One of the nation’s largest coal-fired power stations has had six failures of one of its units in the past three weeks, placing added strain on the power grid and prompting a call for fossil fuel plants to be set the same reliability standards being considered for renewable energy suppliers.
Loy Yang A station, owned by AGL, had its latest “trips” late on Tuesday evening and then two hours later at 1.10am on Wednesday, instantly shedding 230 megawatts and 161 megawatts of output respectively.
AGL said Unit One of the Latrobe Valley plant returned to service on 22 December following “a planned major maintenance outage”, and had had difficulties since.
“Load may fluctuate due to minor maintenance issues that are addressed as part of normal plant operations,” an AGL spokesman said. “Our key focus is on ensuring that Loy Yang continues to be a safe and reliable provider of generation to the National Electricity Market.”
The Loy Yang unit was reported in October to have “blown up”, triggering the initial maintenance.
Dylan McConnell, a researcher at Melbourne University’s Climate & Energy College, said it was “reasonable” for authorities to ask the operator to explain the number of outages from the unit, given it has just returned to service.
“It is these instantaneous losses of large amounts of capacity that would be causing [the Australian Energy Market Operator] most concern about power system security as we move through summer,” Mr McConnell said.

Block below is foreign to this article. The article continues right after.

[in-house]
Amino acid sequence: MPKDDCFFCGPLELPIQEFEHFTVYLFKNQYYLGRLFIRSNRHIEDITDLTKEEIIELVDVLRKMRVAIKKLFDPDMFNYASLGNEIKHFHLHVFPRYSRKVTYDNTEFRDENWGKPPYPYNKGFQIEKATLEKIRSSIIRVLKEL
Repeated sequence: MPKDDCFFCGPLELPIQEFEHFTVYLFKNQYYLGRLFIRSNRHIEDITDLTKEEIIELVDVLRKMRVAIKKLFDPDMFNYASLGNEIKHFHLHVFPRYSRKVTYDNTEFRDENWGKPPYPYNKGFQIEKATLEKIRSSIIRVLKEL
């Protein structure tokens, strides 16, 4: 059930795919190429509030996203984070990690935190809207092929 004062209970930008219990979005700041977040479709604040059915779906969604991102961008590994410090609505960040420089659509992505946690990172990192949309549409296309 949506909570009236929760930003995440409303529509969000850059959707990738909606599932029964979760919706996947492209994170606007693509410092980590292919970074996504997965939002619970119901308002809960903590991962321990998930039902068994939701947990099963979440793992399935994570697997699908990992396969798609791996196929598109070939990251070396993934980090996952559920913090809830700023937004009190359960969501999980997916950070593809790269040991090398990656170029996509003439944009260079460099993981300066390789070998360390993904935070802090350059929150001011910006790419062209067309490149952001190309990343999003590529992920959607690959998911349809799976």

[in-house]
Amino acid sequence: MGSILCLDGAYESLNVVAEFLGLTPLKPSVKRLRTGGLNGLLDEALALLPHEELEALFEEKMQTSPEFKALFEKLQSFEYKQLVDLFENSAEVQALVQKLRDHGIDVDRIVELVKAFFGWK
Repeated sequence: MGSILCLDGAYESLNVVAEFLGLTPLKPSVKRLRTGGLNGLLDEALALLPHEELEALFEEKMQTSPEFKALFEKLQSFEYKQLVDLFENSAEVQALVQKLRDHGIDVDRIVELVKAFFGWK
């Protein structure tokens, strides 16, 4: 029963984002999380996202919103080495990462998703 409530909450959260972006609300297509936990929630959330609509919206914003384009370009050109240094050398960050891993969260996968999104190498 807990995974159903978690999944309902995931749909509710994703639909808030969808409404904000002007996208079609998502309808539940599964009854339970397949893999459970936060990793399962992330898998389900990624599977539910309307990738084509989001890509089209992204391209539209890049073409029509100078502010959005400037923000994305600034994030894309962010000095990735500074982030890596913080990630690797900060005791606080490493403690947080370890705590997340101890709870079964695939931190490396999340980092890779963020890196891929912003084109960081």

He likened it to AGL’s more notorious Liddell power plant in the Hunter Valley that the company has vowed to close in 2022 despite pressure from the Turnbull government to extend its life a further five years.
“Liddel has been well behaved lately,” Mr McConnell said. “In recent months, Loy Yang’s reliability has been worse than Liddell’s.”
Lily D’Ambrosio, Victoria’s Minister for Energy, Environment and Climate Change, said AGL as Loy Yang’s private operator, was “required to comply with the relevant state and federal legislation to ensure the safety and viability of the plant”.
A spokesman for AEMO said it was aware of the tripping, and had managed the power system accordingly.
“We are working closely with the owners of the generation plant to understand any potential ongoing issue,” he said.
The federal government has been pushing for a requirement of all new renewable energy plants to have a proportion of back-up supplies for when the wind isn’t blowing or the sun shining.
The repeated failures of fossil fuel plants – such as during last February’s heatwave in NSW – suggests authorities might need to consider extending the proposal to all generators, Mr McConnell said.
“Any new reliability measures or policies should be technologically agnostic,” he said. “That is, after all, a key part of the coalition’s position on their energy policy.”
Added to the concerns about Loy Yang A was a fire that broke out not far from the plant on January 6 during a heatwave, .
At least nine fire vehicles attended to ensure there was no repeat of the blaze that burned for 45 days in the Hazelwood coal mine in 2014.
AGL said its internal emergency services were able to extinguish the “smoulder” within 13 minutes of its detection that afternoon.
“Due to severe weather conditions and protocols the Country Fire Authority was called as a precaution,” the AGL spokesman said. “The smoulder was out when it arrived [and] the area was continuously monitored.”
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